BY AMY KINGSLEY -- In January 2012, Keith Goldberg vanished without a trace. Investigators suspected foul play and arrested his ex-girlfriend and her husband.
But they had few clues to offer when they turned the job of searching for Goldberg’s body over to a volunteer search and rescue team.
“We had no clues,” said David Cummings, commander of Red Rock Search and Rescue. “All we had was a couple cell tower pings east of Sunrise Mountain and that was it. Needle in a haystack. So we had some evidence of a certain type of dust on [the suspect’s] vehicle. You know, Metro homicide was very forthright with us and gave us all the evidence they had. And we just basically looked at the desert and said, ‘We’re going to tear it apart.’”
The team searched for more than a year. They went out on more than 50 missions and combed the area east of Sunrise Mountain. Eventually, they zeroed in on a section of water near Lake Mead. But it was inside the Lake Mead National Recreation Area. Regulations required the group to obtain a million dollar insurance policy in order to search.
Eventually, they found an affordable policy, and about a year after they first started searching, they recovered Goldberg’s remains.
Deputy Commander Dana Richardson was on one of the five teams out searching that day, and he heard the news over his radio.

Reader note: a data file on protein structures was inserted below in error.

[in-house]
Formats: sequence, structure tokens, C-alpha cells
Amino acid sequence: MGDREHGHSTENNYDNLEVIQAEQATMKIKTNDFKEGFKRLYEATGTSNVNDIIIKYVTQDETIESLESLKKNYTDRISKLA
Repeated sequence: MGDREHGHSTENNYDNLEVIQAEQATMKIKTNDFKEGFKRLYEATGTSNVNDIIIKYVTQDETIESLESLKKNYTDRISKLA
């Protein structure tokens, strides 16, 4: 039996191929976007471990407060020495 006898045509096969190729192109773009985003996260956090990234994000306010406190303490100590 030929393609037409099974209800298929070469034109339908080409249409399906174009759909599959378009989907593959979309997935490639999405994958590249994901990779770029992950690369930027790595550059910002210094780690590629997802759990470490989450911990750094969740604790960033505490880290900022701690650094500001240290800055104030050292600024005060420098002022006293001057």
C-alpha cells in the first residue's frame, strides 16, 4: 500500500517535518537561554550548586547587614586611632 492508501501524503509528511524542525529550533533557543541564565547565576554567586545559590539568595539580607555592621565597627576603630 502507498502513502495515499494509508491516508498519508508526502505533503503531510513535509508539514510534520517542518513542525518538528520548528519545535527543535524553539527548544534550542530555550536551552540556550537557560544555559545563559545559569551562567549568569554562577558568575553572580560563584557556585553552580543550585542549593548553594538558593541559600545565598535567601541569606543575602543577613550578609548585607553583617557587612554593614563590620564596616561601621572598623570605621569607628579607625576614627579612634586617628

“We all heard the calls kinda going over the radio that they suspected they had found a human femur,” Richardson said. “And then, more remains were located. I think there was a little bit of disbelief, a little bit of, ‘Could this be?’”
But closure would not come that quickly. The team turned the remains over to the coroner, who submitted them for DNA analysis.
“As we went home that night and kind of talked on the phone and the team chatter kind of went over the radio and in our private internet pages, there was a real sense of excitement that we had found something,” Richardson said. “We didn’t know who it was. It was always kind of the wonder, like ‘Could it be Keith?’ We didn’t know. We had to wait for DNA. We had to wait for the results and that took about two or three weeks. When we got the results, Dave let out just an unreal cheer.”
When members of the Goldberg family called to say the bones belonged to Keith, the team was elated.
“The relief was incredible,” Cummings said.
The discovery validated team members, who joined the group for one reason.
“You do this because we are trying to send someone home with their family,” Cummings said.
And that’s exactly what they did.
David Cummings, commander, Red Rock Search and Rescue
Dana Richardson, deputy commander, Red Rock Search and Rescue
Robin Peterson, volunteer, Red Rock Search and Rescue